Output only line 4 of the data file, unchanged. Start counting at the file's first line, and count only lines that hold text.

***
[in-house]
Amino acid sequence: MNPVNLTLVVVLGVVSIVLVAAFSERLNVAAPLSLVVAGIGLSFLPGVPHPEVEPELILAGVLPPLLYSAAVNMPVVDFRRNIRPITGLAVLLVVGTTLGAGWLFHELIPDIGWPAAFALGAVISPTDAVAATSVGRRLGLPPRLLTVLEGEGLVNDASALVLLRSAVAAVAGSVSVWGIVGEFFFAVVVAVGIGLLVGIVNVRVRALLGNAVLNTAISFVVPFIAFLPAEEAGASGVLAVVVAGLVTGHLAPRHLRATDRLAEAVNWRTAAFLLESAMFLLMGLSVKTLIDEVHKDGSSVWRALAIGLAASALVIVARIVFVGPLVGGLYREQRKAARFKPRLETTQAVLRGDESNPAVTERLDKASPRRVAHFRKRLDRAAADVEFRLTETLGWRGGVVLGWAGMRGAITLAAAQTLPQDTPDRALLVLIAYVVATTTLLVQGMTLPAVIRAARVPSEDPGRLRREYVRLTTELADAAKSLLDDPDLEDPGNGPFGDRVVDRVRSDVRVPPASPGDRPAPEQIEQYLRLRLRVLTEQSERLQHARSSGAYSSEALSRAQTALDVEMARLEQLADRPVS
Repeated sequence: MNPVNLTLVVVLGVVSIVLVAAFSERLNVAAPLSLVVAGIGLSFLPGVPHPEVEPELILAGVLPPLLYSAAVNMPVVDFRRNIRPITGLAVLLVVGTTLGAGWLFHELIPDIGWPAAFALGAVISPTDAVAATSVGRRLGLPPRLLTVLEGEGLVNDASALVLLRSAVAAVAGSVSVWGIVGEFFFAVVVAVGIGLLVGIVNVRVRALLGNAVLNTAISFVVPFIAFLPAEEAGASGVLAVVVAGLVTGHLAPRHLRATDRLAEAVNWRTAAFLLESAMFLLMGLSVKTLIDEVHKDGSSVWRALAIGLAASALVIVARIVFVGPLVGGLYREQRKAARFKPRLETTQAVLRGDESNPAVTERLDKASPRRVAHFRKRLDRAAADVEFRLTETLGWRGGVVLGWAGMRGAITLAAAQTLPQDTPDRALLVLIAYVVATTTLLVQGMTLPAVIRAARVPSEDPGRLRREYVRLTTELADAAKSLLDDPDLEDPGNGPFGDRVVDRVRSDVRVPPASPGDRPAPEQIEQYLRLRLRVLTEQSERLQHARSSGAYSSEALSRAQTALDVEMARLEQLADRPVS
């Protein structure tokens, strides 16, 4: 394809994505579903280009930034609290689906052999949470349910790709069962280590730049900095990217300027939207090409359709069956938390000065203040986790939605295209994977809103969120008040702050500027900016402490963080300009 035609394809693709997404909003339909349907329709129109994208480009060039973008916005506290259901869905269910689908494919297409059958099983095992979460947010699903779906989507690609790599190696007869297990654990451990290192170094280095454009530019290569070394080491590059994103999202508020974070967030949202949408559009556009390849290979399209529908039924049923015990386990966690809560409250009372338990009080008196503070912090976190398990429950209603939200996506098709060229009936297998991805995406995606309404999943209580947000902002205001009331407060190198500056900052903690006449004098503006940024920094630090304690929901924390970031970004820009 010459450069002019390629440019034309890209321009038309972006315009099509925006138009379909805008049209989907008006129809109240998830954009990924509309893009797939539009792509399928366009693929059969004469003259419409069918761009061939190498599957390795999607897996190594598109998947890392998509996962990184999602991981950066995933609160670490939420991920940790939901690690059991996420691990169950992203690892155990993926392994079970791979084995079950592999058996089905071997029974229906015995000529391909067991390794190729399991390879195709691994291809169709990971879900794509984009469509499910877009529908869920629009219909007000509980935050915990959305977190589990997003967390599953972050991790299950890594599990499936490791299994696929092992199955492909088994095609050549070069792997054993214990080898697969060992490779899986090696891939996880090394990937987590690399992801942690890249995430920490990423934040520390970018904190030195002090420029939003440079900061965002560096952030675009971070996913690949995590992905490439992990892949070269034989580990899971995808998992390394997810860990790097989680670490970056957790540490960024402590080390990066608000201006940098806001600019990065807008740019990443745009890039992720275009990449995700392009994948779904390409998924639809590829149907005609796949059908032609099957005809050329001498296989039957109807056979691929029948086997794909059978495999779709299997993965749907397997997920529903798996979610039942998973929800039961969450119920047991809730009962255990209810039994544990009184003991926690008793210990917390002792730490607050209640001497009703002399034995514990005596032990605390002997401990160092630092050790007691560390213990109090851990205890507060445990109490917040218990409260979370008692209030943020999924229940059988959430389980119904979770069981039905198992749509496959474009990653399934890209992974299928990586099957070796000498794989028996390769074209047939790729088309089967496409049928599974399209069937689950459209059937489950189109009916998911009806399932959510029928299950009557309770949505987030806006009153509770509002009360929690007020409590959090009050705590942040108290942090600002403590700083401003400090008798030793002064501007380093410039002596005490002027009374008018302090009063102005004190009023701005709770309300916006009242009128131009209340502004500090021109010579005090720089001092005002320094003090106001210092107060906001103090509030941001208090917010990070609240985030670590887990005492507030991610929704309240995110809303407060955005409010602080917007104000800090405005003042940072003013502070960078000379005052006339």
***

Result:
């Protein structure tokens, strides 16, 4: 394809994505579903280009930034609290689906052999949470349910790709069962280590730049900095990217300027939207090409359709069956938390000065203040986790939605295209994977809103969120008040702050500027900016402490963080300009 035609394809693709997404909003339909349907329709129109994208480009060039973008916005506290259901869905269910689908494919297409059958099983095992979460947010699903779906989507690609790599190696007869297990654990451990290192170094280095454009530019290569070394080491590059994103999202508020974070967030949202949408559009556009390849290979399209529908039924049923015990386990966690809560409250009372338990009080008196503070912090976190398990429950209603939200996506098709060229009936297998991805995406995606309404999943209580947000902002205001009331407060190198500056900052903690006449004098503006940024920094630090304690929901924390970031970004820009 010459450069002019390629440019034309890209321009038309972006315009099509925006138009379909805008049209989907008006129809109240998830954009990924509309893009797939539009792509399928366009693929059969004469003259419409069918761009061939190498599957390795999607897996190594598109998947890392998509996962990184999602991981950066995933609160670490939420991920940790939901690690059991996420691990169950992203690892155990993926392994079970791979084995079950592999058996089905071997029974229906015995000529391909067991390794190729399991390879195709691994291809169709990971879900794509984009469509499910877009529908869920629009219909007000509980935050915990959305977190589990997003967390599953972050991790299950890594599990499936490791299994696929092992199955492909088994095609050549070069792997054993214990080898697969060992490779899986090696891939996880090394990937987590690399992801942690890249995430920490990423934040520390970018904190030195002090420029939003440079900061965002560096952030675009971070996913690949995590992905490439992990892949070269034989580990899971995808998992390394997810860990790097989680670490970056957790540490960024402590080390990066608000201006940098806001600019990065807008740019990443745009890039992720275009990449995700392009994948779904390409998924639809590829149907005609796949059908032609099957005809050329001498296989039957109807056979691929029948086997794909059978495999779709299997993965749907397997997920529903798996979610039942998973929800039961969450119920047991809730009962255990209810039994544990009184003991926690008793210990917390002792730490607050209640001497009703002399034995514990005596032990605390002997401990160092630092050790007691560390213990109090851990205890507060445990109490917040218990409260979370008692209030943020999924229940059988959430389980119904979770069981039905198992749509496959474009990653399934890209992974299928990586099957070796000498794989028996390769074209047939790729088309089967496409049928599974399209069937689950459209059937489950189109009916998911009806399932959510029928299950009557309770949505987030806006009153509770509002009360929690007020409590959090009050705590942040108290942090600002403590700083401003400090008798030793002064501007380093410039002596005490002027009374008018302090009063102005004190009023701005709770309300916006009242009128131009209340502004500090021109010579005090720089001092005002320094003090106001210092107060906001103090509030941001208090917010990070609240985030670590887990005492507030991610929704309240995110809303407060955005409010602080917007104000800090405005003042940072003013502070960078000379005052006339």